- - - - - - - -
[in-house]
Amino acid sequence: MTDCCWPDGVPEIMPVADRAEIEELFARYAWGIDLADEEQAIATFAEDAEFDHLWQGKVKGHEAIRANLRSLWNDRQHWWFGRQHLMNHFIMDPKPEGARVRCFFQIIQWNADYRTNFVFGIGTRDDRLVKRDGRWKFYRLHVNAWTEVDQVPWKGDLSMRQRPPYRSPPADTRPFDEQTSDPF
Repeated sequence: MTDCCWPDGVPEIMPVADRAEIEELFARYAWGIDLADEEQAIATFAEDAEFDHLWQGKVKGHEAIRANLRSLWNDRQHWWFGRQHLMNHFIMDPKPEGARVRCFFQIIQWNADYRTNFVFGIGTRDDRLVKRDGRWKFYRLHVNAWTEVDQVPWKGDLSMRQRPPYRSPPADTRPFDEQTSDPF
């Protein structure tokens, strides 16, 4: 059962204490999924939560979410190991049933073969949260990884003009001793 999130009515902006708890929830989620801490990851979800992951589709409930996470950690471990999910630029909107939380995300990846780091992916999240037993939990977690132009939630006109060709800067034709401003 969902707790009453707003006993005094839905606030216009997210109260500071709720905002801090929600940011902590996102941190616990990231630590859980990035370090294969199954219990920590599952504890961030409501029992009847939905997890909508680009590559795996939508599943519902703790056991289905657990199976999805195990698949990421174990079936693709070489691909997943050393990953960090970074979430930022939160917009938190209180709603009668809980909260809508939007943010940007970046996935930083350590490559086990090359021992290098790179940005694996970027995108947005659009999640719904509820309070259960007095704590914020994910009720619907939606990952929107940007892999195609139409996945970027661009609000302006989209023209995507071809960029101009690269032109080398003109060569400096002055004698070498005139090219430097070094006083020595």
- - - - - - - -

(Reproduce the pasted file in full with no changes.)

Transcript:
[in-house]
Amino acid sequence: MTDCCWPDGVPEIMPVADRAEIEELFARYAWGIDLADEEQAIATFAEDAEFDHLWQGKVKGHEAIRANLRSLWNDRQHWWFGRQHLMNHFIMDPKPEGARVRCFFQIIQWNADYRTNFVFGIGTRDDRLVKRDGRWKFYRLHVNAWTEVDQVPWKGDLSMRQRPPYRSPPADTRPFDEQTSDPF
Repeated sequence: MTDCCWPDGVPEIMPVADRAEIEELFARYAWGIDLADEEQAIATFAEDAEFDHLWQGKVKGHEAIRANLRSLWNDRQHWWFGRQHLMNHFIMDPKPEGARVRCFFQIIQWNADYRTNFVFGIGTRDDRLVKRDGRWKFYRLHVNAWTEVDQVPWKGDLSMRQRPPYRSPPADTRPFDEQTSDPF
């Protein structure tokens, strides 16, 4: 059962204490999924939560979410190991049933073969949260990884003009001793 999130009515902006708890929830989620801490990851979800992951589709409930996470950690471990999910630029909107939380995300990846780091992916999240037993939990977690132009939630006109060709800067034709401003 969902707790009453707003006993005094839905606030216009997210109260500071709720905002801090929600940011902590996102941190616990990231630590859980990035370090294969199954219990920590599952504890961030409501029992009847939905997890909508680009590559795996939508599943519902703790056991289905657990199976999805195990698949990421174990079936693709070489691909997943050393990953960090970074979430930022939160917009938190209180709603009668809980909260809508939007943010940007970046996935930083350590490559086990090359021992290098790179940005694996970027995108947005659009999640719904509820309070259960007095704590914020994910009720619907939606990952929107940007892999195609139409996945970027661009609000302006989209023209995507071809960029101009690269032109080398003109060569400096002055004698070498005139090219430097070094006083020595």